READ the NAFB’s National Ag News for Thursday, February 20th

READ the NAFB’s National Ag News for Thursday, February 20th

Sponsored by the American Farm Bureau Federation

Farm Groups Come Together for Sustainability Discussion

Twenty-one farm and ranch groups that represent millions of U.S. farmers and ranchers are launching Farmers for a Sustainable Future. It’s a new coalition committed to environmental and economic sustainability. The coalition will serve as a primary resource for lawmakers and policymakers as they consider climate policies. One important task for the new coalition is to share with elected officials, media, and the public, U.S. agriculture’s commitment to sustainability and the incredible strides they’ve already made to reduce agriculture’s environmental footprint. As policy proposals are developed and considered, the goal is for the coalition and its guiding principles to serve as a foundation to ensure the adoption of meaningful and constructive policies and programs affecting agriculture. Those guiding principles include calling for policies that support science-based research, voluntary incentive-based conservation programs, investment in infrastructure, and solutions that ensure vibrant rural communities and a healthy planet. The coalition says farmers and ranchers are committed stewards of the land, leading the way to climate-smart farming by promoting soil health, conserving water, enhancing wildlife, using nutrients efficiently, and caring for their animals.

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Ag Groups Excited about New Sustainable Farming Coalition

Farm groups that represent millions of farmers and ranchers across the country have come together to form a new coalition called Farmers for a Sustainable Future. It’s a coalition committed to environmental and economic sustainability. One of the ag groups is the American Soybean Association. Their CEO, Ryan Findlay, says, “Soybean farmers have an awesome story to tell, including their sustainability initiatives, so it’s great to be able to collaborate with like-minded organizations to facilitate sound policy and program decisions and have a platform to share our efforts.” The National Council of Farmer Cooperatives also joined the coalition. Chuck Conner, President and CEO of the NCFC, says, “This effort is important as policymakers at both the state and federal levels, and our partners in the value chain develop programs to reduce greenhouse gas emissions and address climate change.” National Cattlemen’s Beef Association Vice President of Government Affairs Ethan Lane says, “Twenty-one agricultural groups are now standing side-by-side in unity to correct a false narrative that’s haunted us for as long as I can remember.” The National Pork Producers Council says farmers and ranchers are “committed stewards of the land” and leading the way in climate-smart farming.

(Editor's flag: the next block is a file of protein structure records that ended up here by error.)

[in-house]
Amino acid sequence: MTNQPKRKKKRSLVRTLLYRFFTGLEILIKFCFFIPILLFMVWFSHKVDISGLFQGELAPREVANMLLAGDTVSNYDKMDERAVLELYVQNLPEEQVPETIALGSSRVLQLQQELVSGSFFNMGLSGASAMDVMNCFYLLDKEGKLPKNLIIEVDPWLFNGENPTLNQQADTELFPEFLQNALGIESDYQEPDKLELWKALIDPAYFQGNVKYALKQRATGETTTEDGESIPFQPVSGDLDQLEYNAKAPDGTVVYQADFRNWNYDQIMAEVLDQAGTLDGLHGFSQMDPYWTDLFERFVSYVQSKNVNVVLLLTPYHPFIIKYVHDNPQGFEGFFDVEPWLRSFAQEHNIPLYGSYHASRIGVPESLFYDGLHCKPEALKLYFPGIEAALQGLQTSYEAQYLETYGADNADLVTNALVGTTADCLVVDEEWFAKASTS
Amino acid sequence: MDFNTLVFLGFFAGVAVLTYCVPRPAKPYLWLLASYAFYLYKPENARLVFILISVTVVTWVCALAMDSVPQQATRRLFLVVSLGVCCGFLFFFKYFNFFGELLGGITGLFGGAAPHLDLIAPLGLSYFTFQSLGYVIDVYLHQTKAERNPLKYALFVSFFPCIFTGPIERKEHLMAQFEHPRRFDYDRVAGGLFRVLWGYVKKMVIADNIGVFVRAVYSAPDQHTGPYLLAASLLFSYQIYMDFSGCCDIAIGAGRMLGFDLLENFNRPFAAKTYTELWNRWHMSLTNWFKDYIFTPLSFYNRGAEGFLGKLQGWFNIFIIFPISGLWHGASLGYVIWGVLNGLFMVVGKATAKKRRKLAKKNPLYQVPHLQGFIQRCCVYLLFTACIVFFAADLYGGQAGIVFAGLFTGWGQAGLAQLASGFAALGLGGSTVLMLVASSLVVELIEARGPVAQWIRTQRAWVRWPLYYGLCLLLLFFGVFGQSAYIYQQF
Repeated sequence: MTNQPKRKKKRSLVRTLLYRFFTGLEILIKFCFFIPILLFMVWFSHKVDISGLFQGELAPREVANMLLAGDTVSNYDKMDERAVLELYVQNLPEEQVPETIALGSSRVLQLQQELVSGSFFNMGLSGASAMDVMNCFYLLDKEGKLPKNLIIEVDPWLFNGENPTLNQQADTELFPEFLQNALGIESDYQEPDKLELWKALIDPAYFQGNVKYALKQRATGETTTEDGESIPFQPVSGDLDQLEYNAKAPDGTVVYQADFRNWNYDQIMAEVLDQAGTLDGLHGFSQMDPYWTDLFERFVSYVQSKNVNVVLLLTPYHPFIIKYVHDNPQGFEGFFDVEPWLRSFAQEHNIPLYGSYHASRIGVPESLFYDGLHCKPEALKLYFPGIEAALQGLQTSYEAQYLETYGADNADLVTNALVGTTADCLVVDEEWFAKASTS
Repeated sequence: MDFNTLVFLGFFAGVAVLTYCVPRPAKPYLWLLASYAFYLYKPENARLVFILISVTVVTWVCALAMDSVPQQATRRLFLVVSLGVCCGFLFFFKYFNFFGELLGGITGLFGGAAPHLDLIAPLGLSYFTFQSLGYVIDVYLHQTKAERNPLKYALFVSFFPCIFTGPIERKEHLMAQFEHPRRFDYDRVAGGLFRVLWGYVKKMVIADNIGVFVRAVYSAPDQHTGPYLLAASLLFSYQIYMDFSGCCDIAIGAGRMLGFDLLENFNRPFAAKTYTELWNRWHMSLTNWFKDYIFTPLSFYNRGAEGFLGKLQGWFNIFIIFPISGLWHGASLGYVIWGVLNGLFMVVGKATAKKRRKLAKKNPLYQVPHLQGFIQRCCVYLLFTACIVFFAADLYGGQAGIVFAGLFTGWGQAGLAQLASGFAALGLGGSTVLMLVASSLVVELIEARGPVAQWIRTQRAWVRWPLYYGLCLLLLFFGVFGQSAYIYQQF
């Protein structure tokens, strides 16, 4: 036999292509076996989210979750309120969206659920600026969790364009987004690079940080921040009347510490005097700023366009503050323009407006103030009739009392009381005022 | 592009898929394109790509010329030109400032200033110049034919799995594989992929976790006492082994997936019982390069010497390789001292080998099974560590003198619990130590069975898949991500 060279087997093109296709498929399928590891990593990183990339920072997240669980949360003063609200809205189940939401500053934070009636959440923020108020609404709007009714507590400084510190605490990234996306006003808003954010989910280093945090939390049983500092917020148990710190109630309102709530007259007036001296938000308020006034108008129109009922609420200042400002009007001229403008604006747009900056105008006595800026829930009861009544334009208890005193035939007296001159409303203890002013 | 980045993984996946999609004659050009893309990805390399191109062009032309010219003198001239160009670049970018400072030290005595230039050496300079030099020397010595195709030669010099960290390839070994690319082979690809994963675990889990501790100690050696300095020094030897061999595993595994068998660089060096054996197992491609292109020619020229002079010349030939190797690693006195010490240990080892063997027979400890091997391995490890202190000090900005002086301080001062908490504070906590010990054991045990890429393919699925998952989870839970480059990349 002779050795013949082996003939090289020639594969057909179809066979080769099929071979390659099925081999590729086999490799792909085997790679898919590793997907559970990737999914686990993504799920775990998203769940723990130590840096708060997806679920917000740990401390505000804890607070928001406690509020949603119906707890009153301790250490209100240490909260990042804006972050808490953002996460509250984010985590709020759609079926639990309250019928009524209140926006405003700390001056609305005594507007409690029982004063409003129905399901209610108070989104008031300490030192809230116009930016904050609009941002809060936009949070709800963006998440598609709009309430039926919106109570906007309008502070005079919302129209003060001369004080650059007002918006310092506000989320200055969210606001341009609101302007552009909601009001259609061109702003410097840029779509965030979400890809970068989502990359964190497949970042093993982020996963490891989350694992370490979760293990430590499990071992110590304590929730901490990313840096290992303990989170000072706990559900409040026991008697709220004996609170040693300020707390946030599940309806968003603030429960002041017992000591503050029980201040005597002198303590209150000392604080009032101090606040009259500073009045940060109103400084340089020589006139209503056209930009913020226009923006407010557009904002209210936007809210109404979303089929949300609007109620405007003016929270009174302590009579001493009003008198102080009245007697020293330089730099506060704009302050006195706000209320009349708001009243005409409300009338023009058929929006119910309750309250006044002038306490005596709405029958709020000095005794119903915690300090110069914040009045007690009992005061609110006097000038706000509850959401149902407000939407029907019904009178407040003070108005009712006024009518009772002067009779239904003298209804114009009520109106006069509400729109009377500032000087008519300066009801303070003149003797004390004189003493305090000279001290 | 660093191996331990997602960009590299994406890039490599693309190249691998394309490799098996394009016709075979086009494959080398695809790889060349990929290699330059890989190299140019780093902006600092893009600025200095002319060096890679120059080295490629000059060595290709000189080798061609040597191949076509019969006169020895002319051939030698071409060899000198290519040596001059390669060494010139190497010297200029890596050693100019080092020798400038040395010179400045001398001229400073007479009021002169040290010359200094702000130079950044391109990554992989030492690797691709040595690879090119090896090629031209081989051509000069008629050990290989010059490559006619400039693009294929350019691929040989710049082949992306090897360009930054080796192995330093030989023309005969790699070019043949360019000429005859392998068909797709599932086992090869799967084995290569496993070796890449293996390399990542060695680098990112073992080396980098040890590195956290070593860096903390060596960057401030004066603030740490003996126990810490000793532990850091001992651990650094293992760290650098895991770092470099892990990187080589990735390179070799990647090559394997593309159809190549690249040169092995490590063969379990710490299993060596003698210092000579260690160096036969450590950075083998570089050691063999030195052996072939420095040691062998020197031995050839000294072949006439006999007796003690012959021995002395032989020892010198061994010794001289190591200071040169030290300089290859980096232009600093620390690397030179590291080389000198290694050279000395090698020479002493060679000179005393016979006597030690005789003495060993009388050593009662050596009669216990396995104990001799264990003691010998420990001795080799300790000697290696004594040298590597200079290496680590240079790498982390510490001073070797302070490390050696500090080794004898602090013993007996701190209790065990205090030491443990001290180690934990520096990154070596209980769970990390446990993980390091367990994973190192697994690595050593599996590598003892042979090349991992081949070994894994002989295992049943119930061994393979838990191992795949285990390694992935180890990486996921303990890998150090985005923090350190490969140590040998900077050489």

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Meat Import Containers Piling Up in Chinese Ports

There are thousands of containers of frozen pork, chicken, and beef, all sitting in major Chinese ports because of the impact of the coronavirus outbreak. Bloomberg says transportation disruptions and labor shortages are slowing operations down drastically. People familiar with the situation tell Bloomberg that there aren’t enough truck drivers to pick up and move the containers due to travel restrictions imposed on the country to control the coronavirus. Ports are running out of electricity to help freeze the containers, while some ships have been told to move on to other destinations in mainland China or Hong Kong. China imports massive amounts of meat products from South America, Europe, and the United States. It’s been boosting purchases to help ease some of the shortages caused by the African Swine Fever outbreak that decimated its hog herds. Customs data shows that China boosted its imports of meat and offal by almost 50 percent last year to a record 6.2 million tons. It’s not known if or when port operations will be able to return to normal as truck drivers returning from other cities are quarantined for 14 days. Other transport restrictions on trucks also remain in place.